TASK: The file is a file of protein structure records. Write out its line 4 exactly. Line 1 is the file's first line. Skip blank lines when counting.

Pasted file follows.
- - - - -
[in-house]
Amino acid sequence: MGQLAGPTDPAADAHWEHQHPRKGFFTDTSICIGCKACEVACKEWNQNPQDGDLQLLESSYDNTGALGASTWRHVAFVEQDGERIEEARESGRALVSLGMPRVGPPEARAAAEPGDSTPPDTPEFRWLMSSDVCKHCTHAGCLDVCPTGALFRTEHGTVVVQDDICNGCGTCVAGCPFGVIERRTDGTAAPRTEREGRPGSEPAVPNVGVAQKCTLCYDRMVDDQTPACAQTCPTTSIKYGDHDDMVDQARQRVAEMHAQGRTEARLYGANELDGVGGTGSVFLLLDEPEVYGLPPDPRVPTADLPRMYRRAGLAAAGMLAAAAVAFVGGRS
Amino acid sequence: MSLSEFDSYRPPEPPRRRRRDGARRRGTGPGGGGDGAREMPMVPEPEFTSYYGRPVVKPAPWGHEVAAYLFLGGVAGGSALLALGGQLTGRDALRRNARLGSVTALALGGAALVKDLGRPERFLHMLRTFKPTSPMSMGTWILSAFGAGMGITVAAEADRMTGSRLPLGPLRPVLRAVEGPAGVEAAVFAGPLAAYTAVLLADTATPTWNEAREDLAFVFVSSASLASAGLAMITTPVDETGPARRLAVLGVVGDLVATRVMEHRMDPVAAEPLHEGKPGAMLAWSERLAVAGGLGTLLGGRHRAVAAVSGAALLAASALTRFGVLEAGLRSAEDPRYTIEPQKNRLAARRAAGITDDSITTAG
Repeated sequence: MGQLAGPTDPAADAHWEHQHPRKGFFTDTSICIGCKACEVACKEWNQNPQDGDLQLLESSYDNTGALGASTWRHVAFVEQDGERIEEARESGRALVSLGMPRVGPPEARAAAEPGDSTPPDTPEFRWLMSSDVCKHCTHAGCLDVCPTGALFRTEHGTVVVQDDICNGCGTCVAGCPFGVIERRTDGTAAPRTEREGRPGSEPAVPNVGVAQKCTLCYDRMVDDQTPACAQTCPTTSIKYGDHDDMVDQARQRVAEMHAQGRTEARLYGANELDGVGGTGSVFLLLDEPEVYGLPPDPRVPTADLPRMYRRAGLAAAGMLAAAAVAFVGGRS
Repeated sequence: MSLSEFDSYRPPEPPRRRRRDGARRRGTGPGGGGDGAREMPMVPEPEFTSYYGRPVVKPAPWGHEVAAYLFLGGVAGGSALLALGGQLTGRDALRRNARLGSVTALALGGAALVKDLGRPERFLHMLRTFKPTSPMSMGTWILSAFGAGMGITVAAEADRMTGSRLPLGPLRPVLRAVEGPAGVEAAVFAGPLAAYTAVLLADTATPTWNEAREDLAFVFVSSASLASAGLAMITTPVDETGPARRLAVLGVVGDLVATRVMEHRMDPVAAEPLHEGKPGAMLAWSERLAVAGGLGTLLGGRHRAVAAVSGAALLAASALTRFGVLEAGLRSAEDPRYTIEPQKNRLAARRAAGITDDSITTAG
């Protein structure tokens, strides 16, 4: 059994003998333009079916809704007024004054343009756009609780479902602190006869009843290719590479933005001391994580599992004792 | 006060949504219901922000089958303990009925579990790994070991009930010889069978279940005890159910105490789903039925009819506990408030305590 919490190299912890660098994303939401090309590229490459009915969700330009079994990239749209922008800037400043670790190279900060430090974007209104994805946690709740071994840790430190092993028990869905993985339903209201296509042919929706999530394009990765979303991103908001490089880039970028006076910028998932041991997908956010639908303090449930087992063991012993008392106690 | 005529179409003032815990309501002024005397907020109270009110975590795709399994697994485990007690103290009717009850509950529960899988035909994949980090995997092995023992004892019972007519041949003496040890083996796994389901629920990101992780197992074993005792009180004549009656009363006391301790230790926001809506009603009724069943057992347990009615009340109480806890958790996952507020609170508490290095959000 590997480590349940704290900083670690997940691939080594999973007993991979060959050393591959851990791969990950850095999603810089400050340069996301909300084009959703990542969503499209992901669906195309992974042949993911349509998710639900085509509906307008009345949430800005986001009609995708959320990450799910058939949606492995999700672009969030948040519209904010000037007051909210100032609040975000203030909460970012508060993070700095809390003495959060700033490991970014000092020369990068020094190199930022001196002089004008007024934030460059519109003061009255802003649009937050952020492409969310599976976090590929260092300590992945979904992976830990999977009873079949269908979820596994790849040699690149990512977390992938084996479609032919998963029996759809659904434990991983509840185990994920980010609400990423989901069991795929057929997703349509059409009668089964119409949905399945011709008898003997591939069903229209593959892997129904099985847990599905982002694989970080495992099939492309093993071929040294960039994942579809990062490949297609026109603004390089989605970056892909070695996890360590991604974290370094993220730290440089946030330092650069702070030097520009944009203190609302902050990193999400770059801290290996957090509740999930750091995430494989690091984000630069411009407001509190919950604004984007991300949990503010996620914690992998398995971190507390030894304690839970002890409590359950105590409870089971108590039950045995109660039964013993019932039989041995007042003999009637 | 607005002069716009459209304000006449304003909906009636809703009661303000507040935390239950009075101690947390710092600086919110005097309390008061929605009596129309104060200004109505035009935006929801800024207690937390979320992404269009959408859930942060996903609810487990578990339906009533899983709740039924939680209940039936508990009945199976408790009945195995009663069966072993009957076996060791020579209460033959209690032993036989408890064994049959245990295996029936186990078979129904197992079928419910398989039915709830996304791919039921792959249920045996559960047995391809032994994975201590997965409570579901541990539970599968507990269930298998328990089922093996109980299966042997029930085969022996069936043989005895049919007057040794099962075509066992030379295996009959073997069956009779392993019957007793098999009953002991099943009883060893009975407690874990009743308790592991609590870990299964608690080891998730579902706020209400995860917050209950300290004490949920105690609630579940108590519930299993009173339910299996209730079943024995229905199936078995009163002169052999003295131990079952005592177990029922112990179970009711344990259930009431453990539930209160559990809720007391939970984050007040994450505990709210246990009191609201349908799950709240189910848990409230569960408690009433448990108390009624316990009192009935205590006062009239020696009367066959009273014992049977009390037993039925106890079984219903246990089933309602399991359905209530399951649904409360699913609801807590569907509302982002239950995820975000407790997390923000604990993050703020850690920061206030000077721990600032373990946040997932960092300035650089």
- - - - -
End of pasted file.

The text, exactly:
Repeated sequence: MGQLAGPTDPAADAHWEHQHPRKGFFTDTSICIGCKACEVACKEWNQNPQDGDLQLLESSYDNTGALGASTWRHVAFVEQDGERIEEARESGRALVSLGMPRVGPPEARAAAEPGDSTPPDTPEFRWLMSSDVCKHCTHAGCLDVCPTGALFRTEHGTVVVQDDICNGCGTCVAGCPFGVIERRTDGTAAPRTEREGRPGSEPAVPNVGVAQKCTLCYDRMVDDQTPACAQTCPTTSIKYGDHDDMVDQARQRVAEMHAQGRTEARLYGANELDGVGGTGSVFLLLDEPEVYGLPPDPRVPTADLPRMYRRAGLAAAGMLAAAAVAFVGGRS